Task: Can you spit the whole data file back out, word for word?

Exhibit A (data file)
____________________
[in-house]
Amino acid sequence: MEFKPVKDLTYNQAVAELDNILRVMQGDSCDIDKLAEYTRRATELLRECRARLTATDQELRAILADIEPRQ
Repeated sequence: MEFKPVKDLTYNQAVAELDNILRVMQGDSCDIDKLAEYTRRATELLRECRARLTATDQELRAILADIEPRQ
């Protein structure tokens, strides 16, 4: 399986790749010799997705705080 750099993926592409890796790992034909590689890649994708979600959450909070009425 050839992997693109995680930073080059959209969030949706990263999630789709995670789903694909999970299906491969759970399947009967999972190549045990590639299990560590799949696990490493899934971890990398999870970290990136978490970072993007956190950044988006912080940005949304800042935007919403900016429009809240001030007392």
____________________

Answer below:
[in-house]
Amino acid sequence: MEFKPVKDLTYNQAVAELDNILRVMQGDSCDIDKLAEYTRRATELLRECRARLTATDQELRAILADIEPRQ
Repeated sequence: MEFKPVKDLTYNQAVAELDNILRVMQGDSCDIDKLAEYTRRATELLRECRARLTATDQELRAILADIEPRQ
């Protein structure tokens, strides 16, 4: 399986790749010799997705705080 750099993926592409890796790992034909590689890649994708979600959450909070009425 050839992997693109995680930073080059959209969030949706990263999630789709995670789903694909999970299906491969759970399947009967999972190549045990590639299990560590799949696990490493899934971890990398999870970290990136978490970072993007956190950044988006912080940005949304800042935007919403900016429009809240001030007392």